“Only a small proportion of mine sites show evidence of reporting on matters of direct interest to mining-affected communities, workers and other stakeholders. This includes information on how a site performs on local employment, local procurement, grievance, water use and biodiversity impacts. For one-third of the mine sites assessed, no evidence was found of performance reporting on any of these issues. In the absence of publicly reported data, it is more difficult for companies and local stakeholders to develop trust-based relationships or engage in constructive discourse on issues of shared interest.”
“A few companies illustrate the use of open data principles to ensure the reported information is provided in a way that enables users to readily understand it and use it for meaningful assessment and comparison. Adoption of leading practice would ensure that data are disaggregated, provide regular or real-time information, allow change to be seen, allow users to understand the context, and are locally accessible and machine readable. Disclosure of public-interest data in an effective manner can help companies foster more informed engagement with their stakeholders, including governments, investors and civil society.”
While the performance stats are dismal the Responsible Mining Foundation finds in the few outstanding initiatives and the few very high scores n some elements by some companies the affirmation that responsible Mining is possible now everywhere.
“While individual company results still show considerable scope for improvement, the RMI-assessed companies have collectively proven that responsible mining is a realistic goal – it can be done. The RMI 2018 results show that if one company were to attain all the highest scores achieved for every indicator, it would reach over 70% of the maximum achievable score. This implies that existing best practice, if systematically applied by all companies, could already go some way to meeting society expectations.”
Mine Site Analysis Shows Extent of Shortfall On Responsible Mining Practice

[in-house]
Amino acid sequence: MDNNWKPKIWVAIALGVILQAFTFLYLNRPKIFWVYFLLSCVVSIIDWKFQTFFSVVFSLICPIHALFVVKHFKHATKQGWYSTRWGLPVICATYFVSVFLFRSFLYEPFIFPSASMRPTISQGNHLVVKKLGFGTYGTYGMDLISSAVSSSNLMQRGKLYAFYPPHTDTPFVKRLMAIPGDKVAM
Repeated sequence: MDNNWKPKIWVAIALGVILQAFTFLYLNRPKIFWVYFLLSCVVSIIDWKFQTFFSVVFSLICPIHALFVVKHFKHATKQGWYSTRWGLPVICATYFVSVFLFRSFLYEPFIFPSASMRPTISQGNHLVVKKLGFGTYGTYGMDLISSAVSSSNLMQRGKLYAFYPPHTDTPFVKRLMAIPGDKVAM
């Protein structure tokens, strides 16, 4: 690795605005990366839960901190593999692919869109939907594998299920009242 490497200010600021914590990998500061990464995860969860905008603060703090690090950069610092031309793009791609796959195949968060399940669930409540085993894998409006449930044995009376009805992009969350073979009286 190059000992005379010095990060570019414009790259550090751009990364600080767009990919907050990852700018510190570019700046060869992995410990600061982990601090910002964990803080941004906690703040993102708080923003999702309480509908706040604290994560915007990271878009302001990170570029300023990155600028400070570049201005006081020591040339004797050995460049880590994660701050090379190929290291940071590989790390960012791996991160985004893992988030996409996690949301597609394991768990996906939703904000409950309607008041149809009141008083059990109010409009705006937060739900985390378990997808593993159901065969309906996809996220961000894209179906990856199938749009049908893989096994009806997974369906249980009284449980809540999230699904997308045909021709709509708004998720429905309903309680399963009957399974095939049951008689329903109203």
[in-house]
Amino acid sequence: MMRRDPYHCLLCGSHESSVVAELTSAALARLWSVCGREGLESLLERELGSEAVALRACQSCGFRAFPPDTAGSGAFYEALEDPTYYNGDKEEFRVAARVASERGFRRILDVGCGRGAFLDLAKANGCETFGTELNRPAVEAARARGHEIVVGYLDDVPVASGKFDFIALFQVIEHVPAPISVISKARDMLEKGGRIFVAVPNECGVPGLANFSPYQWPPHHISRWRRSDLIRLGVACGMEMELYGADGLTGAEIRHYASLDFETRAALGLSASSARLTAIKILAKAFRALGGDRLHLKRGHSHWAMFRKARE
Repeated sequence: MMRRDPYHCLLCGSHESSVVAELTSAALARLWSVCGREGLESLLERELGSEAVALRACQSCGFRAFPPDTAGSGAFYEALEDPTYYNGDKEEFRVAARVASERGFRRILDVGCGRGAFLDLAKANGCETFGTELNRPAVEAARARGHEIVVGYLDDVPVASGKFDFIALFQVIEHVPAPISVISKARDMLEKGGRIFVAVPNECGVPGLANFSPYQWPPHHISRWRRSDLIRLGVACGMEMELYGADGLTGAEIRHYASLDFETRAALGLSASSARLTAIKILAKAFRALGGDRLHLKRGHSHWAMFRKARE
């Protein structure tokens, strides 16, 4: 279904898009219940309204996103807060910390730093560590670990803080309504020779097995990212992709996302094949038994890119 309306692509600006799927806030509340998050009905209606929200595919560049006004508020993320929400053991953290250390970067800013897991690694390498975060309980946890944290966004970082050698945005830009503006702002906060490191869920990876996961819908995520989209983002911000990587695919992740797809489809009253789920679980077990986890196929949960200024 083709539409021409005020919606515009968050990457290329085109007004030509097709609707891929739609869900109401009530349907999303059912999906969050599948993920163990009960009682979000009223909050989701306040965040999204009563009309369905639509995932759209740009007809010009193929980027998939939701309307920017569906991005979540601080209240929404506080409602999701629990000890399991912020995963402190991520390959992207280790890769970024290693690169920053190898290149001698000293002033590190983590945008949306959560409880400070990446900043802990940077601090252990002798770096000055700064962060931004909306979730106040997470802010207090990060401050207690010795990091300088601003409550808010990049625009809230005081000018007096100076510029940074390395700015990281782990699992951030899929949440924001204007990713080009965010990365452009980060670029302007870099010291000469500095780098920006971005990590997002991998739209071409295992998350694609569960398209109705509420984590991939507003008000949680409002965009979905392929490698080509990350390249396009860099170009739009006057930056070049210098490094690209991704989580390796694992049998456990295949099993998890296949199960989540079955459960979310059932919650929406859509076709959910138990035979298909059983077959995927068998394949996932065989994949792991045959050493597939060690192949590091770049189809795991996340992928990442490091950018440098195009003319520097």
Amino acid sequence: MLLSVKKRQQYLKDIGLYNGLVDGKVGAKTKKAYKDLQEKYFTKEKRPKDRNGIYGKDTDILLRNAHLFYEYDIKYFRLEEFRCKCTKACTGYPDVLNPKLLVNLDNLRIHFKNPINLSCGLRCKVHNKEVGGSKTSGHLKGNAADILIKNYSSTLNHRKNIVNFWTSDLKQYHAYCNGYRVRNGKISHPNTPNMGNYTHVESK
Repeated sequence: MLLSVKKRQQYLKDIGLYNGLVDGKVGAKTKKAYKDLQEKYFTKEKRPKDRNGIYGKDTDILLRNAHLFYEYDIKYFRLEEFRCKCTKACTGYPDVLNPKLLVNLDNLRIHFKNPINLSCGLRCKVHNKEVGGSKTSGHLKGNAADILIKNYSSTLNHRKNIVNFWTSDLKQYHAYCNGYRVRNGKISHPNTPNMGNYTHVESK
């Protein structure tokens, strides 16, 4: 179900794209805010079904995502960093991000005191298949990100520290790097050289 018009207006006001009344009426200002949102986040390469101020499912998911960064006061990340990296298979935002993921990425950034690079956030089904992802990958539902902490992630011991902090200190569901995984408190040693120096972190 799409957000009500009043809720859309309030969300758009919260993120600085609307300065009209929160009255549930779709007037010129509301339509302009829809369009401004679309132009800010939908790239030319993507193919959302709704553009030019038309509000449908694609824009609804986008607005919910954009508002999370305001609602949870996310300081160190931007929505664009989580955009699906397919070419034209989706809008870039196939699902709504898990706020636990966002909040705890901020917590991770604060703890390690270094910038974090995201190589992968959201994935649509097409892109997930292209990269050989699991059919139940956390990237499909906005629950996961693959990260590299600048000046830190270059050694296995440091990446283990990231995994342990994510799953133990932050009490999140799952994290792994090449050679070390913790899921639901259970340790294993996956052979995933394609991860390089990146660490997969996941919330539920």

The 127 mine sites were selected to represent those in areas with the greatest income disparity, 3 or 4 chosen from each company. The rating categories are specific to the mine specific analysis and not included in the overall company scores.” These mine-site indicators help to shine a spotlight on how companies tackle some of the most important issues for workers, local people, local environments, and local economies. These indicators also give an indication of how consistently companies apply their policies and practices throughout their operations.”
“ it appears that no single company has an effective systematic corporate-wide approach to mine-site level reporting as none of the 30 companies assessed show consistent reporting across all the indicators and all the mine sites assessed.”
“Three indicators stand out because of the widespread lack of evidence found on performance tracking. These relate to performance of community and workers’ grievance mechanisms and biodiversity management; the vast majority of mine sites show no evidence of tracking the effectiveness of their work on these issues . More broadly though, the results for all six indicators show many sites providing no relevant information. Indeed, for approximately one-third (35%) of the mine sites assessed there was no evidence of any performance reporting on any of the issues. In general, very few companies provide information disaggregated by mine site.”